Carbon Footprint of Electric Cars vs. Gasoline
Are electric cars the future? Do electric cars cause pollution? Is electric car pollution worse than gasoline pollution?
These are all valid questions; we will unpack the answers together in this article. Of course, when we talk about electric cars vs. gas cars’ pollution levels, we must consider the manufacturing processes used to make both models.
We must also think about electric car battery disposal pollution and the lifetime emissions of gasoline-powered cars vs. electric cars. It’s also important to consider the impact of electric cars vs. gas cars on the environment, including emissions from driving, manufacturing, and disposal.
Do Electric Cars Pollute?
An objection to the clean, eco-friendly image of electric cars is the effects of electric car battery pollution.
Electric car batteries are composed of various rare earth materials. The extraction, manipulation, and disposal of such materials can contribute to carbon emissions and air and water pollution. That is before considering the human cost of conflict mining.
While internal combustion vehicles (ICEVs) have reduced their emissions over time, electric cars have a competitive edge as they produce zero running emissions.
EVs have a considerable advantage over conventional cars depending on where power is sourced; the greener the power grid, the greener the electric vehicle.
Therefore, when we consider the carbon footprint of electric cars vs. gasoline, EVs are considered better for the environment from an emissions perspective.
Plus, as EVs become more common and their manufacturing becomes more widespread, battery recycling will become more efficient, reducing the need for new materials and the reliance on mining to produce new batteries.
Lifetime Emissions: Electric vs. Gasoline
There are two specific categories of vehicle emissions: life cycle and direct.
Direct emissions leave a vehicle via the tailpipe, during the fuelling process, and through evaporation from the fuel system. These emissions include nitrogen oxides, greenhouse gases, and other pollutants that are harmful to human health.
All-electric vehicles emit zero direct emissions, significantly helping to improve the air quality in urban areas. Plug-in hybrid electric vehicles (PHEVs), which combine gasoline engines with electric motors, produce tailpipe emissions and evaporative emissions when operating on gasoline.
That said, the majority of PHEVs are more efficient than most conventional combustion-fuelled vehicles, producing fewer tailpipe emissions even when running on gasoline.
“Life-cycle emissions” is a blanket term for all emissions related to vehicle production, distribution, processing, use, recycling, and disposal.
For example, there are emissions when crude oil is extracted from the ground, refined to gasoline, delivered to stations, and burned in vehicles. Similar to direct emissions, life-cycle emissions contain a variety of GHGs and harmful pollutants.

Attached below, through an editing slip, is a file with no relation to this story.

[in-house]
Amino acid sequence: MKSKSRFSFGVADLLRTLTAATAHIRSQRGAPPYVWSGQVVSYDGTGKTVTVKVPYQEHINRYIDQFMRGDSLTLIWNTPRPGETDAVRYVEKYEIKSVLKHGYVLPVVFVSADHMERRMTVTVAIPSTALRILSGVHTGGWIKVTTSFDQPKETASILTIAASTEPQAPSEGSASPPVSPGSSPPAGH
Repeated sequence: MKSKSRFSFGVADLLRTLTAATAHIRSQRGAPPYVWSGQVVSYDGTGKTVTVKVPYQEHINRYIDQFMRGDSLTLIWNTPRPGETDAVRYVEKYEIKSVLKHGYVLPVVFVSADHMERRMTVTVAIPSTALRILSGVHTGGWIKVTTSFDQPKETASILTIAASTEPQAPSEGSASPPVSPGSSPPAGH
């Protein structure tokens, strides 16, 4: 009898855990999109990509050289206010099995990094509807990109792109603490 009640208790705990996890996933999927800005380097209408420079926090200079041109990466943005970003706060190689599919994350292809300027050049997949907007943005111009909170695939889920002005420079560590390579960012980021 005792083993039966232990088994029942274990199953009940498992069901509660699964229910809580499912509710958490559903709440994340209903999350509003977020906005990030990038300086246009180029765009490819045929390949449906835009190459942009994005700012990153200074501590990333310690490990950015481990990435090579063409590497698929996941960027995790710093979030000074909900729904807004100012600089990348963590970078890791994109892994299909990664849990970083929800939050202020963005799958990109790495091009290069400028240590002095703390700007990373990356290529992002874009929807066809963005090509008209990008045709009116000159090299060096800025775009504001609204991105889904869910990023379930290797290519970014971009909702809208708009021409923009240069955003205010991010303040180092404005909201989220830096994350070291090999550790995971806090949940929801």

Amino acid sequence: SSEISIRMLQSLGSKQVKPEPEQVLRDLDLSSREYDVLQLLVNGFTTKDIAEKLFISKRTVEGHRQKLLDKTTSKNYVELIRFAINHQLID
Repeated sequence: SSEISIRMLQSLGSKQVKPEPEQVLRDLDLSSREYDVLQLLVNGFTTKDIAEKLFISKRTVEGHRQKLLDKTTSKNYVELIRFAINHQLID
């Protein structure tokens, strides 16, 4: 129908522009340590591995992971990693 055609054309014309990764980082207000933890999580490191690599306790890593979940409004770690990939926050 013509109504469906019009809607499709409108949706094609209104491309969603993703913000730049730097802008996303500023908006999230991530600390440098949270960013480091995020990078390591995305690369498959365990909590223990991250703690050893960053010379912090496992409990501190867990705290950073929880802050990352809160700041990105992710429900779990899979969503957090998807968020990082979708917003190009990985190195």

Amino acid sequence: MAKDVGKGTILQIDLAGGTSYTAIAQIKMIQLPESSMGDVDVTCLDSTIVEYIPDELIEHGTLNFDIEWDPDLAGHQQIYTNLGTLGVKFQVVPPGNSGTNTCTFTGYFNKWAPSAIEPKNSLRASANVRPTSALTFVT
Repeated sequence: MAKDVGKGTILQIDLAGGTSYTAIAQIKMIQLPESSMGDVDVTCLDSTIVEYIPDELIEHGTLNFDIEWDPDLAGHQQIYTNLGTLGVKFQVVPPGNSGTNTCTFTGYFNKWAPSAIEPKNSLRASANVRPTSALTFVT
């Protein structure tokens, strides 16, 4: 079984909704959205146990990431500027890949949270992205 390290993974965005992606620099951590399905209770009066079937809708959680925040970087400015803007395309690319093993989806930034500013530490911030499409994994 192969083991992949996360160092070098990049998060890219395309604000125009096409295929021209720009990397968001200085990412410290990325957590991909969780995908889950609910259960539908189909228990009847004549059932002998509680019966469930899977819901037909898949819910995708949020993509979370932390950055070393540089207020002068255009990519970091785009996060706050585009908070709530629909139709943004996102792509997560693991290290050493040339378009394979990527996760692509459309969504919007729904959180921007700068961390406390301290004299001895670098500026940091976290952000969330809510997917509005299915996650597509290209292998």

Every vehicle produces substantial life-cycle emissions, and calculating them can be a tricky job. However, electric cars generally have fewer life-cycle emissions compared to conventional vehicles.
Therefore, when we compare the carbon footprint of electric cars vs. gasoline, it can be said that electric vehicles have a lower carbon footprint overall. The exact amount of emissions from electric and hybrid cars depends on your location and the area’s electricity mix.
Because all-electric EVs have fewer moving parts, such as there being neither a transmission nor engine cylinders, they require much less lubrication which means less pollution from oil and fluid leaks that cause the oil slicks we see in parking lots.
How to Choose an Electric Car
There are three types of electric vehicles available on today’s market; plug-in hybrid cars, hydrogen fuel cell cars, and fully electric cars. All of these vehicles are partly or wholly powered by an electric motor.
Let’s take a closer look at all three models:
Fully electric vehicles will not release any greenhouse gases into the atmosphere when they are on the road.
They are generally the cleanest cars available and are typically powered entirely by a rechargeable electric battery that can be recharged at home or a charging station.
Plug-in hybrid vehicles pair a battery and electric motor with an economical internal combustion engine.
These vehicles provide about 20 or 30 miles of electric driving plus hundreds of miles using the diesel or gas engine. The gas engine may also recharge the hybrid battery while you drive, depending on vehicle design.
Hydrogen Fuel Cell Vehicles
Hydrogen fuel cell cars get their power from the chemical process of fusing oxygen and hydrogen.
Therefore, they don’t require charging and can be driven as long as they have an ample supply of hydrogen. Filling up these vehicles takes less than five minutes, and the average hydrogen fuel cell car can drive 325 miles before requiring more fuel.
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